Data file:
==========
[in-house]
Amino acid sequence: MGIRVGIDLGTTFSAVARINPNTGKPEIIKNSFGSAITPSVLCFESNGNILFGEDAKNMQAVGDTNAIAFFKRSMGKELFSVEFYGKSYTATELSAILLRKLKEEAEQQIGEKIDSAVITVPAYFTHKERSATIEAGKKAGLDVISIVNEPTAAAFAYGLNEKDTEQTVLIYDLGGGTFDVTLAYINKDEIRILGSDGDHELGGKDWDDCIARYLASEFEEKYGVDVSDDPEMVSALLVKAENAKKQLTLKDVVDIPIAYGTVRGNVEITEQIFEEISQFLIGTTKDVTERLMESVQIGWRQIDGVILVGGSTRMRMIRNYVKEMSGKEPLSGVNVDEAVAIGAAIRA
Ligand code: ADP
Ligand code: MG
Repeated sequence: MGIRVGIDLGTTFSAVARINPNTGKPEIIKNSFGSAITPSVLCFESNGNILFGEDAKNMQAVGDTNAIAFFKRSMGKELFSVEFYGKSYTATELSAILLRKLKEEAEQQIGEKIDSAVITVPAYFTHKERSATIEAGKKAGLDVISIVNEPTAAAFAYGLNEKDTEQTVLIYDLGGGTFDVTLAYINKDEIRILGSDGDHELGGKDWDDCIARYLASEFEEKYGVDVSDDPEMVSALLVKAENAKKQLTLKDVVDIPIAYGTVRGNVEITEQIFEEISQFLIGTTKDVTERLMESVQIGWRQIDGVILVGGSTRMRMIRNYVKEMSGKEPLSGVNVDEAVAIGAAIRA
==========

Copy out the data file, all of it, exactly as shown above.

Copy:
[in-house]
Amino acid sequence: MGIRVGIDLGTTFSAVARINPNTGKPEIIKNSFGSAITPSVLCFESNGNILFGEDAKNMQAVGDTNAIAFFKRSMGKELFSVEFYGKSYTATELSAILLRKLKEEAEQQIGEKIDSAVITVPAYFTHKERSATIEAGKKAGLDVISIVNEPTAAAFAYGLNEKDTEQTVLIYDLGGGTFDVTLAYINKDEIRILGSDGDHELGGKDWDDCIARYLASEFEEKYGVDVSDDPEMVSALLVKAENAKKQLTLKDVVDIPIAYGTVRGNVEITEQIFEEISQFLIGTTKDVTERLMESVQIGWRQIDGVILVGGSTRMRMIRNYVKEMSGKEPLSGVNVDEAVAIGAAIRA
Ligand code: ADP
Ligand code: MG
Repeated sequence: MGIRVGIDLGTTFSAVARINPNTGKPEIIKNSFGSAITPSVLCFESNGNILFGEDAKNMQAVGDTNAIAFFKRSMGKELFSVEFYGKSYTATELSAILLRKLKEEAEQQIGEKIDSAVITVPAYFTHKERSATIEAGKKAGLDVISIVNEPTAAAFAYGLNEKDTEQTVLIYDLGGGTFDVTLAYINKDEIRILGSDGDHELGGKDWDDCIARYLASEFEEKYGVDVSDDPEMVSALLVKAENAKKQLTLKDVVDIPIAYGTVRGNVEITEQIFEEISQFLIGTTKDVTERLMESVQIGWRQIDGVILVGGSTRMRMIRNYVKEMSGKEPLSGVNVDEAVAIGAAIRA